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What is the best way to learn Revit, ArchiCAD or any other BIM software?

A large amount of resources available on the Internet makes easier to learn how to use a software

Software - Hardware Strategies Protocols
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Published: 11/07/2018

First, a brief introduction of the concept of BIM

Learning BIM or any other new discipline can be overwhelming in the beginning. As you might know, BIM it is not a software but a methodology, and to be honest, not the newest one. It gets back to 1985 when the term was used in relation with architecture design software for the first time. By using BIM, professionals could create a new virtual image of the project during its whole life-cycle which helped by improving collaboration between different parts, reducing delays and clash detections. Nothing like that had been done before and of course, it changed the paradigm of the construction forever. The new models created with BIM were able to provide detailed information about MEP (Mechanical, Electrical, Plumbing), FP (Fire Protection) and HVAC (Heating, Ventilation, Air Conditioning).  

Nowadays, the construction industry has grown to a whole new level and so the professional opportunities too. New technologies and trends such as 3D modeling, AR/VR or blockchain, have promoted the urgency to push the digitalization of the sector.  Therefore, it is not rare to see that a lot of companies are now requiring the services of qualified BIM staff. If you're interested in working in any BIM field, it is mandatory to have a degree related to the AECO sector and of course, a certain familiarity with BIM. This means to feel comfortable working with different BIM software but also to do it in a collaboratively way. In today's article, we will provide a few tips to learn any BIM software. 

Getting along well with any BIM software

The good thing about some software like Revit, for example, is a large number of resources available on the Internet. Starting with the Autodesk website itself, where you will find the Forums. It is the perfect place for Autodesk users in trouble. So if you have a particular doubt or you just feel curious about a certain aspect of the software, feel free to post there before going any further. You will get qualified responses. In addition, Autodesk provides free training for their users in their Autodesk Design Academy. This service includes educational resources in manufacturing, construction and production, including self-paced online courses, webinars, etc... You can try CADLearning too, a very interesting website with a large catalogue of on-demand Revit tutorials.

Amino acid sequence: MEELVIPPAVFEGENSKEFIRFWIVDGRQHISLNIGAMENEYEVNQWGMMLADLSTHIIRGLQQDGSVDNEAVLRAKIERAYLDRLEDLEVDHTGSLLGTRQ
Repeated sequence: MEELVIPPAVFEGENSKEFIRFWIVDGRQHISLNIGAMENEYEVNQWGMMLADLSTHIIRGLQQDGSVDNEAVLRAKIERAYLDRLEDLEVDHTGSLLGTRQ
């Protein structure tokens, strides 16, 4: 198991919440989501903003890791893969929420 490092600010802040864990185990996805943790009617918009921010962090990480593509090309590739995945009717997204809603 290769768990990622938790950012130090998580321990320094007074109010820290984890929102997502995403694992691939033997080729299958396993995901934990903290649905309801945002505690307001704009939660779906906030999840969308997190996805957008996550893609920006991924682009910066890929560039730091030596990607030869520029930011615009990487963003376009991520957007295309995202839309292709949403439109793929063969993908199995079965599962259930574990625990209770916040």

Although getting familiar with the theory is awesome, it's always better learning by doing. It will be tough but will let you familiarize with any software or program in a closer way. Try to start a very simple project, a house for example, from the concept to the plan set. You can always get assistance from tutorials too. There are plenty of them on Youtube, like these ones from SDCPublications, and you also have more resources in our Technical Area. Another proposal from the Architectural Designer, Vanessa C. is 1-2-1 tutoring with an experienced user for your starting project. This method is better than independent learning because it provides a better understanding of the software and a personalized attention while your learning. 

Make sure you pick one software and master it. Nowadays, it is so easy to learn the basics of any software that nobody is impressed when you list of packages in your résumé. By knowing how to use a software makes you stand out from your competitors. 

What about open source BIM software? 

Like in any other sectors, you also have the possibility to work with open source BIM software. Although they will never have the potential as the regular software like Revit or ArchiCAD, they provide their own sets of benefits too. For example, they typically use open standards in their design and interfaces, making easier to exchange BIM data with customers, partners and suppliers. You can also personalize the user interface or add special functions. BIMx, OpenBIM: Open ToolBox For BIM or Dynamo are good examples of open source BIM software. 


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